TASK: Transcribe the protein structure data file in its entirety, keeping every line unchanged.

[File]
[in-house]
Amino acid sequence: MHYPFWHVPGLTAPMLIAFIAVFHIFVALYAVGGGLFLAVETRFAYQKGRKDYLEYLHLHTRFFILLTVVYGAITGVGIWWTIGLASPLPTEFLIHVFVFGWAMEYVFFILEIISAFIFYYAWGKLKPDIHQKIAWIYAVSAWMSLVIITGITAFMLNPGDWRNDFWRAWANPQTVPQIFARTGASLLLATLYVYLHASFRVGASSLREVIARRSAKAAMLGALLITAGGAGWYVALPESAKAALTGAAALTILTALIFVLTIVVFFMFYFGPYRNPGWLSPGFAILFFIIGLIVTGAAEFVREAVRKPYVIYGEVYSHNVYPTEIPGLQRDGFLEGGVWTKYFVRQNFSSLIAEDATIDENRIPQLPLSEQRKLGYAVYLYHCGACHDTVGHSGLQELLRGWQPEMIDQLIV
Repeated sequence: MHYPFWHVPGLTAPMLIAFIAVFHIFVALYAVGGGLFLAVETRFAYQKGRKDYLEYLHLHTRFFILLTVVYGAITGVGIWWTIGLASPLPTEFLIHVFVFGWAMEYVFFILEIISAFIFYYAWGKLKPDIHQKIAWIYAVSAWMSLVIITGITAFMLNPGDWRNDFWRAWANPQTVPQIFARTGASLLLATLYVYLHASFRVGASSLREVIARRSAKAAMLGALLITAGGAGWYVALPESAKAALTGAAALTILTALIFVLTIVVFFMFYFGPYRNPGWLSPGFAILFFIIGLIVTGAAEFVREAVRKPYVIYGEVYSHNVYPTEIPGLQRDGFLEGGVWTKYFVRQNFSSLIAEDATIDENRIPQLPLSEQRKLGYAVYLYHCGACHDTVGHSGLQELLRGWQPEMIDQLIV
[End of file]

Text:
[in-house]
Amino acid sequence: MHYPFWHVPGLTAPMLIAFIAVFHIFVALYAVGGGLFLAVETRFAYQKGRKDYLEYLHLHTRFFILLTVVYGAITGVGIWWTIGLASPLPTEFLIHVFVFGWAMEYVFFILEIISAFIFYYAWGKLKPDIHQKIAWIYAVSAWMSLVIITGITAFMLNPGDWRNDFWRAWANPQTVPQIFARTGASLLLATLYVYLHASFRVGASSLREVIARRSAKAAMLGALLITAGGAGWYVALPESAKAALTGAAALTILTALIFVLTIVVFFMFYFGPYRNPGWLSPGFAILFFIIGLIVTGAAEFVREAVRKPYVIYGEVYSHNVYPTEIPGLQRDGFLEGGVWTKYFVRQNFSSLIAEDATIDENRIPQLPLSEQRKLGYAVYLYHCGACHDTVGHSGLQELLRGWQPEMIDQLIV
Repeated sequence: MHYPFWHVPGLTAPMLIAFIAVFHIFVALYAVGGGLFLAVETRFAYQKGRKDYLEYLHLHTRFFILLTVVYGAITGVGIWWTIGLASPLPTEFLIHVFVFGWAMEYVFFILEIISAFIFYYAWGKLKPDIHQKIAWIYAVSAWMSLVIITGITAFMLNPGDWRNDFWRAWANPQTVPQIFARTGASLLLATLYVYLHASFRVGASSLREVIARRSAKAAMLGALLITAGGAGWYVALPESAKAALTGAAALTILTALIFVLTIVVFFMFYFGPYRNPGWLSPGFAILFFIIGLIVTGAAEFVREAVRKPYVIYGEVYSHNVYPTEIPGLQRDGFLEGGVWTKYFVRQNFSSLIAEDATIDENRIPQLPLSEQRKLGYAVYLYHCGACHDTVGHSGLQELLRGWQPEMIDQLIV